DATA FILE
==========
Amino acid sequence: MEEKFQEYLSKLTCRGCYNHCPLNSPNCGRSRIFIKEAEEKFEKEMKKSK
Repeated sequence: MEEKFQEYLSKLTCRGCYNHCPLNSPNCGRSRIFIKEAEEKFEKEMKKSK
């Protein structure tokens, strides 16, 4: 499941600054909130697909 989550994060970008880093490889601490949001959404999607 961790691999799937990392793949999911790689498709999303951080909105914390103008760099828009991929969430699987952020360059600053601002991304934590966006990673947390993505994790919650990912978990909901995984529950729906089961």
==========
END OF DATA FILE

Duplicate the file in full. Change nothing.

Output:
Amino acid sequence: MEEKFQEYLSKLTCRGCYNHCPLNSPNCGRSRIFIKEAEEKFEKEMKKSK
Repeated sequence: MEEKFQEYLSKLTCRGCYNHCPLNSPNCGRSRIFIKEAEEKFEKEMKKSK
């Protein structure tokens, strides 16, 4: 499941600054909130697909 989550994060970008880093490889601490949001959404999607 961790691999799937990392793949999911790689498709999303951080909105914390103008760099828009991929969430699987952020360059600053601002991304934590966006990673947390993505994790919650990912978990909901995984529950729906089961």